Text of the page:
living with a dog in rehab

The title of this post sort of sounds like I have a drug-addicted dog. Which I suppose could be a thing, given the assortment of dog valium and the like around. But that’s not what it’s about.

Recently Loki, my working-line border collie, managed to run over a piece of metal stuck in the ground while I was at work. He gouged a chunk of skin off his toe pad. As a result, he has been bandaged up and restricted to crate rest and light walks for the last week and a bit.

So if you find yourself with an injured or sick dog (and this is not my first stint at having a high-energy dog on restricted activities – thanks Lumen) what can you do? Even I’m suffering with Loki’s lack of exercise so if you haven’t been through this experience before, I can imagine you would quick be at the ‘pull your hair out of your head’ stage.

Poor, sick Lumen. One morning she vomitted blood. By the afternoon she was having her stomach opened for an exploratory surgery that found ulcers bleeding into her stomach and hugely swollen lymph nodes.

Poor, sick Lumen. One morning she vomitted blood. By the afternoon she was having her stomach opened for an exploratory surgery that found ulcers bleeding into her stomach and hugely swollen lymph nodes.

Here’s what I do, and of course, this all depends on WHY your dog is on restricted activities. Obviously you would treat different injuries and illnesses with different cares. A leg injury would need to avoid much movement altogether, where Lumen’s stomach surgery gave us a bit more freedom in that respect. Always check with your vet as to what is appropriate for your dog.

  • Crate train. Oh, if I could not put either one of my dogs in the crate when they wanted to have mad wrestle sessions, life would be so much more difficult. Instead, I put them in their crate, they lie down quietly, look around, and then usually fall asleep. Nobody complains about being in there. If I had to go out for the day I would be ok leaving them in there if they were on serious crate rest. As it is, I take Loki to school with me because sleeps all day there tethered on a long line in the office. Basically just a big crate with occasional visitors.

    photo-22 (1)

    Yes, she looks VERY unhappy here but it’s because her stomach was shaved for her operation and she is a very sensory dog and all she wanted to do was lay on very soft things and never come out.

  • Kongs and food dispensing toys. These are your friends. Big time. Your dog will probably put on weight. Their life will probably revolve around eating in some way or another, and sleeping. This is ok. But don’t waste those precious calories through feeding in a bowl. Use food as a way to exercise your dogs’ brain. I stuff Kongs with BARF or raw meat, sometimes with a dry biscuit in the middle to take up space, and then I freeze them. This way they get some of their meal at the same time as working hard to eat. There’s heaps of ways to stuff a kong but this is the easiest way for me because, let’s face it, I’m lazy. We also have a selection of food dispensing toys. I think my favourites are the Kong Genius range. We got a few in the medium size (for our Aussies/BCs) and hooked them together and that took them a little while to figure out, but they have the technique down now. Recently we bought two Kong Geniuses in the ‘small’ size because the hole to get the biscuits out is smaller. This is providing them with much more of a challenge, and they get less food in one hit. Bonus.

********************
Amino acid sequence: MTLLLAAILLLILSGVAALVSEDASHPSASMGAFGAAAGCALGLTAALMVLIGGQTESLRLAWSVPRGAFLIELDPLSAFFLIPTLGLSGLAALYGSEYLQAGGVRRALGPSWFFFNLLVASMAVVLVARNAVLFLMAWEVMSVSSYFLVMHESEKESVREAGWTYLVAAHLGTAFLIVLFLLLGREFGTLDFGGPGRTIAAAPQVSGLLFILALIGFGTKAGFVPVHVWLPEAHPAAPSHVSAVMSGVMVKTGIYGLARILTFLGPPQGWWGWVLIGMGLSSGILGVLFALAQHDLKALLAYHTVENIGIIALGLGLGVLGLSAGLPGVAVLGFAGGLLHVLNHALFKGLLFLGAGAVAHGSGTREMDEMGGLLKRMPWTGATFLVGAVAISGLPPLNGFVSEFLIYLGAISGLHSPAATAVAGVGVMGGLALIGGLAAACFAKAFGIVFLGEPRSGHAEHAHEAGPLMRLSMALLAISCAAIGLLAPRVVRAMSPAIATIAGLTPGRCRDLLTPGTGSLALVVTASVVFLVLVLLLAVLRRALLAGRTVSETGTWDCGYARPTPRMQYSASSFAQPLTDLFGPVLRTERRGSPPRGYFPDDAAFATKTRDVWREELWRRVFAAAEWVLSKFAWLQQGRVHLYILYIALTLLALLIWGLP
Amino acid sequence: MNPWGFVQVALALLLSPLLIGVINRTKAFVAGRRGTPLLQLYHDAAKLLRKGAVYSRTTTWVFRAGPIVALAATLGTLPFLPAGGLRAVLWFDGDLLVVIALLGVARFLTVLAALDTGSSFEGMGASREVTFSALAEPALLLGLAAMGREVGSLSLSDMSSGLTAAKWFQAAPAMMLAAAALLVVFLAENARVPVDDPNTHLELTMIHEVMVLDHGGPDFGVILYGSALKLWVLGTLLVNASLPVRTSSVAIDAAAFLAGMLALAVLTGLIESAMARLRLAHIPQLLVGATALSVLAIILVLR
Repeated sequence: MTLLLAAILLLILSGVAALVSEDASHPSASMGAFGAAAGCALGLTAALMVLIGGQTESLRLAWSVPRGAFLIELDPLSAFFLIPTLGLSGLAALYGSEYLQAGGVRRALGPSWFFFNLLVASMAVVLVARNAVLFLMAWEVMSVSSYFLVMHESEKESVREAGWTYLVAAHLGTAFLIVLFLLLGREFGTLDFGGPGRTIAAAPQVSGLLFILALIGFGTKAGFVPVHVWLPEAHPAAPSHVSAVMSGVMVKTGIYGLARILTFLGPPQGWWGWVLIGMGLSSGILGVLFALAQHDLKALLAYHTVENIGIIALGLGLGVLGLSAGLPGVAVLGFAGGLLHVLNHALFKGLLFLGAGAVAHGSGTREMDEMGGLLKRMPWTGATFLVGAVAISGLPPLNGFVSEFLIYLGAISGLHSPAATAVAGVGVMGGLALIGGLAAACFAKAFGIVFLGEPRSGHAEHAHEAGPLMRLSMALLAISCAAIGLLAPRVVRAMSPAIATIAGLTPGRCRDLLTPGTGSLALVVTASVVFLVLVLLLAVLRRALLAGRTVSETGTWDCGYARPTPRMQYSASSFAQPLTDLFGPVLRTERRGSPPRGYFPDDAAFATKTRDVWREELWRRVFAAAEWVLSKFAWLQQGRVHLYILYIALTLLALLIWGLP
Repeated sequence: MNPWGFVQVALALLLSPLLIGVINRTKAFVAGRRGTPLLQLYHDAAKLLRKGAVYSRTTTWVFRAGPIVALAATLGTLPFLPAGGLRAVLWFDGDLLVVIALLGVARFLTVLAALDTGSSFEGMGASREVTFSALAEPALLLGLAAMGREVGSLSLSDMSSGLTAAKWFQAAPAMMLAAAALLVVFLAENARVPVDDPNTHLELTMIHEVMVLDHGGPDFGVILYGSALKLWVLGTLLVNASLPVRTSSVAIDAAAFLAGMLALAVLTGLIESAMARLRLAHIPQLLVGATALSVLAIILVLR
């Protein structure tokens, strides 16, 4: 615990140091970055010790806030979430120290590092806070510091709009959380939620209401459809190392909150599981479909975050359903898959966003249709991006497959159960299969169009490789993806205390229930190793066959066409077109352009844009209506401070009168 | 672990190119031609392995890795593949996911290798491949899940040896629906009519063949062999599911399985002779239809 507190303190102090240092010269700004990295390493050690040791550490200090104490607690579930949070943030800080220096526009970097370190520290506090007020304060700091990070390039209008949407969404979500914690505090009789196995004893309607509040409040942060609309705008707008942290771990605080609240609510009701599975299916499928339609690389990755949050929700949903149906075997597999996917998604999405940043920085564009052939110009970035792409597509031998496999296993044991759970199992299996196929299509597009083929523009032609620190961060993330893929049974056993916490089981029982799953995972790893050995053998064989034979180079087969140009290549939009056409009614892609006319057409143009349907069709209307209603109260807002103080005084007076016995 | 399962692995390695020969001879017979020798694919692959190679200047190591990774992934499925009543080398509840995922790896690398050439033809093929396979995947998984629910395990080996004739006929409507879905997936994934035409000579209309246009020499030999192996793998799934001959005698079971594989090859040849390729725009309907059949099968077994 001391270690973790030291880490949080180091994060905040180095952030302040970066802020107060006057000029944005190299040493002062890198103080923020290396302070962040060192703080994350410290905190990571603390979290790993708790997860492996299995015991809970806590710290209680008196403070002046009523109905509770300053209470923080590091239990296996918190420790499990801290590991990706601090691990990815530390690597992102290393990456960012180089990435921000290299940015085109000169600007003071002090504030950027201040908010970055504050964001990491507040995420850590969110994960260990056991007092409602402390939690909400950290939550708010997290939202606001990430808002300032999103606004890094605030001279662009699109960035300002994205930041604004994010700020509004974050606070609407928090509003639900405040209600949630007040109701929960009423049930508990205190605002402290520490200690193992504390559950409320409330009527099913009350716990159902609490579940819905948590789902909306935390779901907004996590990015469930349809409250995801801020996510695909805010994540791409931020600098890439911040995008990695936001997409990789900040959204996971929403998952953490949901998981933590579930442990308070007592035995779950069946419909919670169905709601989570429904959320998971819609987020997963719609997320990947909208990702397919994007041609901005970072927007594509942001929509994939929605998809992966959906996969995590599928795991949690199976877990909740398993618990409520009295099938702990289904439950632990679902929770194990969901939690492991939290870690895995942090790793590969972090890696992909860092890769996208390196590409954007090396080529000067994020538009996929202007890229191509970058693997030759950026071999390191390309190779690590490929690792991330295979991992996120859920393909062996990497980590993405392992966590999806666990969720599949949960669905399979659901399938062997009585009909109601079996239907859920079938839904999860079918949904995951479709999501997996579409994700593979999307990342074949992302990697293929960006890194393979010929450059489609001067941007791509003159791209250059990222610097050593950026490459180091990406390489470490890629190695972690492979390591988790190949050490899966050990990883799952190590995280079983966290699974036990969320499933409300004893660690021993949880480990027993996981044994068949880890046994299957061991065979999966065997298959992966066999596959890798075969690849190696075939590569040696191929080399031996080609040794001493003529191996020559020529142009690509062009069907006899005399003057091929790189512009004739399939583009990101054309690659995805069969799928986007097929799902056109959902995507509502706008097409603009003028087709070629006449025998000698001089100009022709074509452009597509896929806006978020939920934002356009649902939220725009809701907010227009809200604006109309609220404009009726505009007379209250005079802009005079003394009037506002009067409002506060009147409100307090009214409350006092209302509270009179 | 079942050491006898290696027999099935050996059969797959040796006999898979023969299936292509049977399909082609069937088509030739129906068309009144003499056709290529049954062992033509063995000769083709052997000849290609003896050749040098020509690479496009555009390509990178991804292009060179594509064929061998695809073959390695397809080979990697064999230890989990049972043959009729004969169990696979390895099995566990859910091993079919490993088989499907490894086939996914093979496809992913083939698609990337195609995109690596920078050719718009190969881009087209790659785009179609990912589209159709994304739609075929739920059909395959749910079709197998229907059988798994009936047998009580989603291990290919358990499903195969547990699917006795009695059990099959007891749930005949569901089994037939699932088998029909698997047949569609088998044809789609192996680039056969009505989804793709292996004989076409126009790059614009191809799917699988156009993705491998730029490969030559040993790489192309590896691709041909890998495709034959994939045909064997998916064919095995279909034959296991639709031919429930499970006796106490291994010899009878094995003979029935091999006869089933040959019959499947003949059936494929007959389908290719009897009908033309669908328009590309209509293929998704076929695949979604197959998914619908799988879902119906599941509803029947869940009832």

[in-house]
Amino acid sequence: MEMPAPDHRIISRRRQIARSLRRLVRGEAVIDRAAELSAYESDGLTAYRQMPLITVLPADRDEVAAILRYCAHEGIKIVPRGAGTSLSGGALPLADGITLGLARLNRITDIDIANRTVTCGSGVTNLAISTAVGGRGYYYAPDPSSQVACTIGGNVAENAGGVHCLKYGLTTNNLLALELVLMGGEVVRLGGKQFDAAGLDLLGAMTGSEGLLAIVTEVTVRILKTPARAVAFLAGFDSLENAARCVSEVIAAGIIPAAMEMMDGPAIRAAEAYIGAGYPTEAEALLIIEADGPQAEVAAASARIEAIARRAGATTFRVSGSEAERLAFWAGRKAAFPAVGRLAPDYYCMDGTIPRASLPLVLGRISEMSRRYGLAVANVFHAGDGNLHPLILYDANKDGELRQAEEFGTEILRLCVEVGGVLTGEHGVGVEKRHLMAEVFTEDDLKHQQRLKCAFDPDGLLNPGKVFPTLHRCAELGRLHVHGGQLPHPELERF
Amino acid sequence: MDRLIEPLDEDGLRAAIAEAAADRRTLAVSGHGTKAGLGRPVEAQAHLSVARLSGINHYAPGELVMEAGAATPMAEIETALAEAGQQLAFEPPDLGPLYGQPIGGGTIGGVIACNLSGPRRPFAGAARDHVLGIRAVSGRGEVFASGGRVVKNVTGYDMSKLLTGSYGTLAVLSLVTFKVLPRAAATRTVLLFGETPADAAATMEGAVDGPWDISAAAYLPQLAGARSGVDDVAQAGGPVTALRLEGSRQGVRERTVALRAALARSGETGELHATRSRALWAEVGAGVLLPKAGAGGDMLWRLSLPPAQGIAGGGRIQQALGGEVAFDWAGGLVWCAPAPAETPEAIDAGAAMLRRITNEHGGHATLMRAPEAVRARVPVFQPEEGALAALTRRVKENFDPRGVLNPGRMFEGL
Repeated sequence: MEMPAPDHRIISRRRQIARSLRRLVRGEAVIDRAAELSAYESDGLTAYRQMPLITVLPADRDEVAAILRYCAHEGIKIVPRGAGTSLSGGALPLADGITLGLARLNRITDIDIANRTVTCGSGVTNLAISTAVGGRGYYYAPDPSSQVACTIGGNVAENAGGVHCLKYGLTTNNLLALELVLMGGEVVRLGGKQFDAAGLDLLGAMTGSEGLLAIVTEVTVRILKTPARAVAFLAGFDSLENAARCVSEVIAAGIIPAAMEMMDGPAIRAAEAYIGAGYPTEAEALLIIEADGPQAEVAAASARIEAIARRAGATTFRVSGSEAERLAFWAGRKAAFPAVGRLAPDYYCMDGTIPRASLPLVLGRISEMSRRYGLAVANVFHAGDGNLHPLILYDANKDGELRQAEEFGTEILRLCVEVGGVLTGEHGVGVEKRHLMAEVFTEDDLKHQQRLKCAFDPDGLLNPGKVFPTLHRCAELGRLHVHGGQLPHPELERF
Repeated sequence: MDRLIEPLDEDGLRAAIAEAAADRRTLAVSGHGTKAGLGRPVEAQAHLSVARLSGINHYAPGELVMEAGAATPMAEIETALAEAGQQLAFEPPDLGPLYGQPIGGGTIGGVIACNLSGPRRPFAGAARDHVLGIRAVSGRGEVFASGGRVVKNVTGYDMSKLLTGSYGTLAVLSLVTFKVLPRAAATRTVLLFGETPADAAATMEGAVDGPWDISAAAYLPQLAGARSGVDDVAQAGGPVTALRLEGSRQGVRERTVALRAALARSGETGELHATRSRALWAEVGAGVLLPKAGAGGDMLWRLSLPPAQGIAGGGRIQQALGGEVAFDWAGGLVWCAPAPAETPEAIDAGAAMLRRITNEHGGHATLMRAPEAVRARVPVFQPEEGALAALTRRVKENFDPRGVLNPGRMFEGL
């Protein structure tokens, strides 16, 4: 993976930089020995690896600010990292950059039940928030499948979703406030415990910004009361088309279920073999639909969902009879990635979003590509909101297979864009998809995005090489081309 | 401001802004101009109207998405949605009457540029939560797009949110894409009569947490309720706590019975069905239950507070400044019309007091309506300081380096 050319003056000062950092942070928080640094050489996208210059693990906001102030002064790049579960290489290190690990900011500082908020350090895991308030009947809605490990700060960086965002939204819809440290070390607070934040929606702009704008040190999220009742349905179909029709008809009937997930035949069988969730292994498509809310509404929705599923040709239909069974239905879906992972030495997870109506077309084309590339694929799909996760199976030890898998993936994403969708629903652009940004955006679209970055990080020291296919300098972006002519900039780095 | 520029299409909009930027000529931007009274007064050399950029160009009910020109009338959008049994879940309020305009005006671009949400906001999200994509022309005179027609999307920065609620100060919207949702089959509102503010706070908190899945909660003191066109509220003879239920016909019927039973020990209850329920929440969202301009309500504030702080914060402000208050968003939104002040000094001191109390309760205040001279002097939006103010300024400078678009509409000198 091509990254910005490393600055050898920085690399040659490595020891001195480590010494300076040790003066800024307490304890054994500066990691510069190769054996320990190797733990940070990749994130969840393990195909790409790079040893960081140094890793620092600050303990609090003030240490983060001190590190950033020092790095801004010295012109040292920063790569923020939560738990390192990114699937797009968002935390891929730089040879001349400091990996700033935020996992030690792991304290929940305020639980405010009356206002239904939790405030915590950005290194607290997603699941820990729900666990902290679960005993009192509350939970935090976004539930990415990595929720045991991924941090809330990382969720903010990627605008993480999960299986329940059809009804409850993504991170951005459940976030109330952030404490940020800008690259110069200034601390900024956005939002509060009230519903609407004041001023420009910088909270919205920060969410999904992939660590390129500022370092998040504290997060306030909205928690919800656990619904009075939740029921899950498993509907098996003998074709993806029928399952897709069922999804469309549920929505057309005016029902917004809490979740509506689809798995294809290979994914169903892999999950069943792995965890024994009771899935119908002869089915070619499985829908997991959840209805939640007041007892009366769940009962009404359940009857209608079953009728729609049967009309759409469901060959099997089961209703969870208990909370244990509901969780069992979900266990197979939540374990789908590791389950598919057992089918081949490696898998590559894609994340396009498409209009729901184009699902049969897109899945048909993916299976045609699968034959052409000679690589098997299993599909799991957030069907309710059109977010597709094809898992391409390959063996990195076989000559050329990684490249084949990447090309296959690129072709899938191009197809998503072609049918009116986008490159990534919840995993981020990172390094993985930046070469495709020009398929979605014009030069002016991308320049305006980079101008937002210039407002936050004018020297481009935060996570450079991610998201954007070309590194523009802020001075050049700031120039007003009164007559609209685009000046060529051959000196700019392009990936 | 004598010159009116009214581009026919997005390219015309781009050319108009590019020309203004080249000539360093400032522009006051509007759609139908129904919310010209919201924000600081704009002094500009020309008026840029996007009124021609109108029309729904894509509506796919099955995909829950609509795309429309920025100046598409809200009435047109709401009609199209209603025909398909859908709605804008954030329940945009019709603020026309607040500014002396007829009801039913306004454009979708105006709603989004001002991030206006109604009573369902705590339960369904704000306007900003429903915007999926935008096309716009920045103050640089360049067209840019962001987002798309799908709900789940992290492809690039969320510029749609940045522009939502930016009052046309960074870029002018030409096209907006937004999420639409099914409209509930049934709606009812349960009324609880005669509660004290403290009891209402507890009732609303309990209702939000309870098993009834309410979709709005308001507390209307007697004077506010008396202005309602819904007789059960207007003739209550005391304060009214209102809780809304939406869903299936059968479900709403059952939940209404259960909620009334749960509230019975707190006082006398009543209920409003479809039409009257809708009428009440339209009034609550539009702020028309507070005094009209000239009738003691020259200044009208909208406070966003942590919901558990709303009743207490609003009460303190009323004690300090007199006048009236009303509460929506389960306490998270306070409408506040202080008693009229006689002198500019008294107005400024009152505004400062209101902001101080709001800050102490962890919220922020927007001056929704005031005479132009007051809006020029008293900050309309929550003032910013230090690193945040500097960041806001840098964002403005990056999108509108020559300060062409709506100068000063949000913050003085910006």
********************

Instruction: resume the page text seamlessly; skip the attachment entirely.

• Tricks/training. Shaping tricks is EXCELLENT mental exercise and there is a huge range of tricks you can teach to suit any injury or illness. While Lumen was recovering from her stomach surgery, I taught her to limp with one leg and probably others that I can’t remember right now. With Loki’s paw, I’ve been working on his ‘sit pretty’, ‘throw a towel over your head’, ‘DJ shuffle’, lifting front legs one at a time and so on. None of these involve movements that will aggravate his paw.
  • Involve your dog. I don’t know about you but if my husband and I are out and about on our property, gardening or planting things, or doing maintenance, and our dogs are just snuffling around hanging out with us, they go inside and crash. Depending on why your dog is on rest, you could tether him outside with you while you do things or let him wander around if he’s calm and that’s appropriate. Similarly, if we have guests over, our dogs tend to be so excited to have visitors that they sleep very well when the guests leave. Maybe you could have a “get well soon!” party for your dog!
  • Go places. Similar to above and, as always, dependant on what’s wrong with your dog, you might be able to take them out to weekend markets or other stimulating environments (the other day we hit up two pet stores and a vet with Loki) to give them some much needed mental enrichment and a break from your house. This is appropriate for both Loki’s paw as the vet informed us he’s allowed to go for walks, and would have been fine for Lumen’s stomach a couple of weeks after her surgery. You can treat your dog like a puppy and go on a socialising tour of busy places. If they have a fancy and visible bandage, they might even get sympathy pats!!
Loki is very lucky as he is allowed to come to school with me while I teach. He is so calm there and will sleep the majority of the day away, sometimes on top of the filing cabinet. This also lets me stress less because I don't have to worry if he's at home chewing off his bandage.

Loki is very lucky as he is allowed to come to school with me while I teach. He is so calm there and will sleep the majority of the day away, sometimes on top of the filing cabinet. This also lets me stress less because I don’t have to worry if he’s at home chewing off his bandage.

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